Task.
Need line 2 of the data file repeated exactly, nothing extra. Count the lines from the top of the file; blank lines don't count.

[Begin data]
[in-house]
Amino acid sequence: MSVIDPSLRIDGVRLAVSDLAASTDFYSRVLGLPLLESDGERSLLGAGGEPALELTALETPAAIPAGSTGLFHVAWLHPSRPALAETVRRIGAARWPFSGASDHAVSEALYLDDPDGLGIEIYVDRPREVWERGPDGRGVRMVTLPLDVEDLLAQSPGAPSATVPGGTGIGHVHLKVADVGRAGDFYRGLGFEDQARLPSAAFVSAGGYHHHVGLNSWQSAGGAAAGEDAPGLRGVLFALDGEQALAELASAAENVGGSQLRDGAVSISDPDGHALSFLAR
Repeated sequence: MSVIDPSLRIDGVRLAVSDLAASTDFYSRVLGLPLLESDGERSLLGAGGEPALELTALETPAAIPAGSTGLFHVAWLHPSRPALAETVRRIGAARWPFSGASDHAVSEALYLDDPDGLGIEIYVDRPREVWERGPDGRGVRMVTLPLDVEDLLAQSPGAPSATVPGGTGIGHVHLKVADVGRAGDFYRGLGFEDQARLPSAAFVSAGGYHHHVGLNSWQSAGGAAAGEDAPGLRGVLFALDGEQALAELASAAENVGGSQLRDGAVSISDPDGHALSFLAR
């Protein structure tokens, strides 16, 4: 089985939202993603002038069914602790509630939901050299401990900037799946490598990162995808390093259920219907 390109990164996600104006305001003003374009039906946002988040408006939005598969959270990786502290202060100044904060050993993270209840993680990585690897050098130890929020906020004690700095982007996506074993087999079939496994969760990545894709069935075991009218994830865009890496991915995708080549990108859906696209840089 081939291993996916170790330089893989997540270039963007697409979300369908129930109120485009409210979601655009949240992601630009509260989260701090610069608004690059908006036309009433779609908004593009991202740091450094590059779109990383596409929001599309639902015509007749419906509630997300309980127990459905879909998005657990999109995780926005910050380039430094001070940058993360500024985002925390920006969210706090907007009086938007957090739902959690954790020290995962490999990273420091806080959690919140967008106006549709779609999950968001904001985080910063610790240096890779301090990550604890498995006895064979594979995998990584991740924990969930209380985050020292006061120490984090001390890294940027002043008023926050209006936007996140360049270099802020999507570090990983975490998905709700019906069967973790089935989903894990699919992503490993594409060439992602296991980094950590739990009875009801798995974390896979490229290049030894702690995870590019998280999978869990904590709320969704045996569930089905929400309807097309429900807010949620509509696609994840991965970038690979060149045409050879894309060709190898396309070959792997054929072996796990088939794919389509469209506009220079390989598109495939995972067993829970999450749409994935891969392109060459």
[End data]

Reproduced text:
Amino acid sequence: MSVIDPSLRIDGVRLAVSDLAASTDFYSRVLGLPLLESDGERSLLGAGGEPALELTALETPAAIPAGSTGLFHVAWLHPSRPALAETVRRIGAARWPFSGASDHAVSEALYLDDPDGLGIEIYVDRPREVWERGPDGRGVRMVTLPLDVEDLLAQSPGAPSATVPGGTGIGHVHLKVADVGRAGDFYRGLGFEDQARLPSAAFVSAGGYHHHVGLNSWQSAGGAAAGEDAPGLRGVLFALDGEQALAELASAAENVGGSQLRDGAVSISDPDGHALSFLAR